The Sturgeon Bay Common Council had three new faces in its first meeting since the April 3 elections and the group quickly set about new policy directions. One of the first was to direct Bob Papke, the former developer of the proposed west side waterfront hotel, or his construction company, Bayland Builders, to remove the dirt mounds before the end of May, although the question of ownership is still unclear.
“It’s clear as mud,” said city administrator Josh VanLieshout of who owns the dirt piles. “Whatever you do I think you just need to buckle up and go along for the ride.”
The council decided to direct legal counsel to send a notice to Papke and Bayland Builders, who are the other two parties that may claim ownership of the dirt piles, and order them to take the eyesore off the city’s property.
“You’re looking at something equivalent of an eviction action to force the removal,” said Amy Sullivan of Pinkert Law Firm, who was standing in for Randy Nesbitt as legal counsel. “If they claim they don’t own it and therefore cannot be required to remove it, then we’ll be having a trial on the ownership of the dirt piles.”
Kelly Avenson, one of the three new common council members, was incredulous as to how ownership could be a mystery.
“This blows my mind that we do not know who those dirt piles belong to,” Avenson said.
City Engineer Chad Shefchik said ownership of the dirt was probably not discussed back when the piles were first placed there.
“We needed that dirt just as the developer did,” Shefchik said, explaining that the Department of Natural Resources (DNR) cleared the dirt for contamination when it was dug out to make a retention pond near CVS on Egg Harbor Road. The city needed proper fill to remediate the contaminated soil on the property, the developer needed the fill to elevate the property, and the contractor who dug the pond saved money on trucking the fill to a faraway site.
“At the time it sure seemed like a good win-win-win,” Shefchik said, adding that was why ownership of the dirt was never made explicit. “Take away the hotel, stop the improvements, now neither party wants it just as much as at one time both parties wanted it.”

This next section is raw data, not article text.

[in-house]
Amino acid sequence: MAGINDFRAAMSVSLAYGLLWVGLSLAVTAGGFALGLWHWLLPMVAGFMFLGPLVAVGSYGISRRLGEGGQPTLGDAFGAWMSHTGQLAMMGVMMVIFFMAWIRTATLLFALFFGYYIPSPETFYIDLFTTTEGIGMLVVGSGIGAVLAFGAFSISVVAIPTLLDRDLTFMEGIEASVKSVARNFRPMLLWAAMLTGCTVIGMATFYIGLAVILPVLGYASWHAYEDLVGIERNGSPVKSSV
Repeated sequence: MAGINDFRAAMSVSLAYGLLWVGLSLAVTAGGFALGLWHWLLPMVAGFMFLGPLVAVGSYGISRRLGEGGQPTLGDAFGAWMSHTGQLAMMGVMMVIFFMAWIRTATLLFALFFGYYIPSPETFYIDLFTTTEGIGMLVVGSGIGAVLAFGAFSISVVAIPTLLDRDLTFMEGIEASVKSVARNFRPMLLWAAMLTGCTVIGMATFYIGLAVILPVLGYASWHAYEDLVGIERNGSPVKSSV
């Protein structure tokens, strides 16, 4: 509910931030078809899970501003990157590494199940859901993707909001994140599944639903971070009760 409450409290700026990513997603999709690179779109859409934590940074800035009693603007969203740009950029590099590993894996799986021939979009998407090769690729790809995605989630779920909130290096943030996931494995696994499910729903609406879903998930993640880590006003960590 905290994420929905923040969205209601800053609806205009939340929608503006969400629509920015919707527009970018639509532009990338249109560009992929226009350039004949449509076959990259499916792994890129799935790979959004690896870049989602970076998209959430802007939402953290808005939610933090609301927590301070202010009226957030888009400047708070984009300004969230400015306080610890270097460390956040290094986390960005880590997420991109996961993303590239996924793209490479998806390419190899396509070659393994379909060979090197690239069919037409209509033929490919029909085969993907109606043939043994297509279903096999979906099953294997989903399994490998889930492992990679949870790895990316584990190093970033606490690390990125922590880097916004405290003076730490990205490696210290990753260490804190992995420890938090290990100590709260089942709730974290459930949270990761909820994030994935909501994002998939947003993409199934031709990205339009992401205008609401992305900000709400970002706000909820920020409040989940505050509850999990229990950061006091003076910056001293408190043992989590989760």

Council members asked if they could move the piles to another city property while ownership was determined, but that posed potential liability because the dirt was verified by the DNR as being suitable for fill over contaminated soil. If the city contaminated the dirt piles by moving them, then the person who claims ownership may also claim damages on the devaluation of what is now useless soil.
Should Papke or Bayland Builders not claim ownership of the dirt piles, then the city can either fight that claim in court or deal with the dirt on its own. Avenson’s original motion dictated the city would move the dirt piles before Memorial Day if the other parties did not, but Mayor Thad Birmingham was hesitant to be bound to that action without knowing how much moving the dirt would cost, whether there was another city property suitable to house the dirt, or if moving the dirt could contaminate it.
The final approved motion directed the common council to reconsider the fate of the dirt piles if Papke or Bayland Builders did not act on the 28-day legal notice.
In other Sturgeon Bay news:
- The common council moved their meeting time to 7 pm. The council’s noon meeting time was consistently criticized by some as the reason for low attendance and few candidates in elections, while others claim that attendance and candidacy numbers were not higher when the city previously had night meetings.
- Consideration to dissolve the Waterfront Redevelopment Authority (WRA) was tabled until the council’s next meeting. Council member Kelly Catarozoli brought the item to the agenda, but did not feel comfortable proceeding without the presence of Randy Nesbitt. Because the WRA is named as a party to litigation related to the west side waterfront, it is unclear how its dissolution may affect the lawsuit.
- Rep. Joel Kitchens spoke to the council about adoption of the Premier Resort Area Tax (PRAT), which 70 percent of city residents supported in an advisory referendum on April 3. Kitchens said the legislation allowing Sturgeon Bay to implement the tax would likely be included in the next biennial budget, which should be approved by July 2019, rather than being its own bill. The tax likely would not go into effect until the summer of 2020. Kitchens said the most difficult part of passing the legislation will be avoiding Governor Scott Walker’s veto. Kitchens said Walker may not be interested in approving a tax that seems to circumvent the levy limits placed on municipalities.